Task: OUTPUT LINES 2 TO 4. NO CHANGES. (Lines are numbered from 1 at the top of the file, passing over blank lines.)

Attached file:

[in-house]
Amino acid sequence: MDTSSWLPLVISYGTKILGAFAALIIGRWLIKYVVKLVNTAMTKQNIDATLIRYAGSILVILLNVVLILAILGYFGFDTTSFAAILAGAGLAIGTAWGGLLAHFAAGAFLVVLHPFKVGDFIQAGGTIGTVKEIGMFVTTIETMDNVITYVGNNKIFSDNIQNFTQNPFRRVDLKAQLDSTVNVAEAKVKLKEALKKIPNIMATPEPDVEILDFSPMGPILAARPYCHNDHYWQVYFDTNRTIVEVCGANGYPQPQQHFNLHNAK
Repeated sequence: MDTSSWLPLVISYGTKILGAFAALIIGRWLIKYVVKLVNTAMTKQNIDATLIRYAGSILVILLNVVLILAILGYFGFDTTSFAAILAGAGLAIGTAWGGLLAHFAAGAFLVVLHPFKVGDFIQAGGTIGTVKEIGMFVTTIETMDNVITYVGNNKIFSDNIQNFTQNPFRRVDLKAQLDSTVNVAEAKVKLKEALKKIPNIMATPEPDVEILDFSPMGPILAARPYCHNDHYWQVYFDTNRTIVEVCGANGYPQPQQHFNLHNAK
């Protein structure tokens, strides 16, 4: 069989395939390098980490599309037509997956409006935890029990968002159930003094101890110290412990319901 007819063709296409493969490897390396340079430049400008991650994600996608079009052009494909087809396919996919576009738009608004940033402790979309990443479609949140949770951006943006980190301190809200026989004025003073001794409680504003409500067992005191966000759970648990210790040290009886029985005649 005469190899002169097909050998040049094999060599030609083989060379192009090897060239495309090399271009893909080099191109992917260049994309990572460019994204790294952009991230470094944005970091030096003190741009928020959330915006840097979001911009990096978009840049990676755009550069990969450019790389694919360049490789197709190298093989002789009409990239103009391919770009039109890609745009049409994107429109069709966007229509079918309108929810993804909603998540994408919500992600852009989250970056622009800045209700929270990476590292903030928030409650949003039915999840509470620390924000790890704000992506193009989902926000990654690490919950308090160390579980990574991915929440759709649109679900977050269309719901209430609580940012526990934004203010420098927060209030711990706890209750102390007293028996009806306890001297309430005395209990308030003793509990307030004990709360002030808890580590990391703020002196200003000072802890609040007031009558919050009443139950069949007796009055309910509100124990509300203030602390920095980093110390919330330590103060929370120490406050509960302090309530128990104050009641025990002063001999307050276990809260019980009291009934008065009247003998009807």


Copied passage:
Amino acid sequence: MDTSSWLPLVISYGTKILGAFAALIIGRWLIKYVVKLVNTAMTKQNIDATLIRYAGSILVILLNVVLILAILGYFGFDTTSFAAILAGAGLAIGTAWGGLLAHFAAGAFLVVLHPFKVGDFIQAGGTIGTVKEIGMFVTTIETMDNVITYVGNNKIFSDNIQNFTQNPFRRVDLKAQLDSTVNVAEAKVKLKEALKKIPNIMATPEPDVEILDFSPMGPILAARPYCHNDHYWQVYFDTNRTIVEVCGANGYPQPQQHFNLHNAK
Repeated sequence: MDTSSWLPLVISYGTKILGAFAALIIGRWLIKYVVKLVNTAMTKQNIDATLIRYAGSILVILLNVVLILAILGYFGFDTTSFAAILAGAGLAIGTAWGGLLAHFAAGAFLVVLHPFKVGDFIQAGGTIGTVKEIGMFVTTIETMDNVITYVGNNKIFSDNIQNFTQNPFRRVDLKAQLDSTVNVAEAKVKLKEALKKIPNIMATPEPDVEILDFSPMGPILAARPYCHNDHYWQVYFDTNRTIVEVCGANGYPQPQQHFNLHNAK
């Protein structure tokens, strides 16, 4: 069989395939390098980490599309037509997956409006935890029990968002159930003094101890110290412990319901 007819063709296409493969490897390396340079430049400008991650994600996608079009052009494909087809396919996919576009738009608004940033402790979309990443479609949140949770951006943006980190301190809200026989004025003073001794409680504003409500067992005191966000759970648990210790040290009886029985005649 005469190899002169097909050998040049094999060599030609083989060379192009090897060239495309090399271009893909080099191109992917260049994309990572460019994204790294952009991230470094944005970091030096003190741009928020959330915006840097979001911009990096978009840049990676755009550069990969450019790389694919360049490789197709190298093989002789009409990239103009391919770009039109890609745009049409994107429109069709966007229509079918309108929810993804909603998540994408919500992600852009989250970056622009800045209700929270990476590292903030928030409650949003039915999840509470620390924000790890704000992506193009989902926000990654690490919950308090160390579980990574991915929440759709649109679900977050269309719901209430609580940012526990934004203010420098927060209030711990706890209750102390007293028996009806306890001297309430005395209990308030003793509990307030004990709360002030808890580590990391703020002196200003000072802890609040007031009558919050009443139950069949007796009055309910509100124990509300203030602390920095980093110390919330330590103060929370120490406050509960302090309530128990104050009641025990002063001999307050276990809260019980009291009934008065009247003998009807």